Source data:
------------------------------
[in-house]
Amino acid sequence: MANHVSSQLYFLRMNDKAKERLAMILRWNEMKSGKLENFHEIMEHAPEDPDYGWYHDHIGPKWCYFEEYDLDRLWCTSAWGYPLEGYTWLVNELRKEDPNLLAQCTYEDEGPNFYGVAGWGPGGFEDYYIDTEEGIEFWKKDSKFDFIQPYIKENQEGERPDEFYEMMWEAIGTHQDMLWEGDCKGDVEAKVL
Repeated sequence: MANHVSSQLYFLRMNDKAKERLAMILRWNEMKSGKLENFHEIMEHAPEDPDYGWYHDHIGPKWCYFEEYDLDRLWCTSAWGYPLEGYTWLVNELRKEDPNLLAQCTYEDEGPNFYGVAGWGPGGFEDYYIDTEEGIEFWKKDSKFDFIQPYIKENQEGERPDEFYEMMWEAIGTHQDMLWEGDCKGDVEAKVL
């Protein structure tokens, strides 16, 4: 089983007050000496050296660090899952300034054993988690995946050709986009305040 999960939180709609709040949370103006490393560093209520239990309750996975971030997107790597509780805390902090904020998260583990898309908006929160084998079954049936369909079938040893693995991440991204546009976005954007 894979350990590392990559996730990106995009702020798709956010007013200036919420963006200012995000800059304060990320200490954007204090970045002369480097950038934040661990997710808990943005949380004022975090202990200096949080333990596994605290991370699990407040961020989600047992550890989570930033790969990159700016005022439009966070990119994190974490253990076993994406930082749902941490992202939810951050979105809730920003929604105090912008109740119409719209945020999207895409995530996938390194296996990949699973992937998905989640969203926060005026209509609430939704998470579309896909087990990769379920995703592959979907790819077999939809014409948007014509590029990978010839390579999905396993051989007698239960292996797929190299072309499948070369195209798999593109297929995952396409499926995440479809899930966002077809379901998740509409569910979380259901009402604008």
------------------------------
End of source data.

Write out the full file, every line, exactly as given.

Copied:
[in-house]
Amino acid sequence: MANHVSSQLYFLRMNDKAKERLAMILRWNEMKSGKLENFHEIMEHAPEDPDYGWYHDHIGPKWCYFEEYDLDRLWCTSAWGYPLEGYTWLVNELRKEDPNLLAQCTYEDEGPNFYGVAGWGPGGFEDYYIDTEEGIEFWKKDSKFDFIQPYIKENQEGERPDEFYEMMWEAIGTHQDMLWEGDCKGDVEAKVL
Repeated sequence: MANHVSSQLYFLRMNDKAKERLAMILRWNEMKSGKLENFHEIMEHAPEDPDYGWYHDHIGPKWCYFEEYDLDRLWCTSAWGYPLEGYTWLVNELRKEDPNLLAQCTYEDEGPNFYGVAGWGPGGFEDYYIDTEEGIEFWKKDSKFDFIQPYIKENQEGERPDEFYEMMWEAIGTHQDMLWEGDCKGDVEAKVL
């Protein structure tokens, strides 16, 4: 089983007050000496050296660090899952300034054993988690995946050709986009305040 999960939180709609709040949370103006490393560093209520239990309750996975971030997107790597509780805390902090904020998260583990898309908006929160084998079954049936369909079938040893693995991440991204546009976005954007 894979350990590392990559996730990106995009702020798709956010007013200036919420963006200012995000800059304060990320200490954007204090970045002369480097950038934040661990997710808990943005949380004022975090202990200096949080333990596994605290991370699990407040961020989600047992550890989570930033790969990159700016005022439009966070990119994190974490253990076993994406930082749902941490992202939810951050979105809730920003929604105090912008109740119409719209945020999207895409995530996938390194296996990949699973992937998905989640969203926060005026209509609430939704998470579309896909087990990769379920995703592959979907790819077999939809014409948007014509590029990978010839390579999905396993051989007698239960292996797929190299072309499948070369195209798999593109297929995952396409499926995440479809899930966002077809379901998740509409569910979380259901009402604008």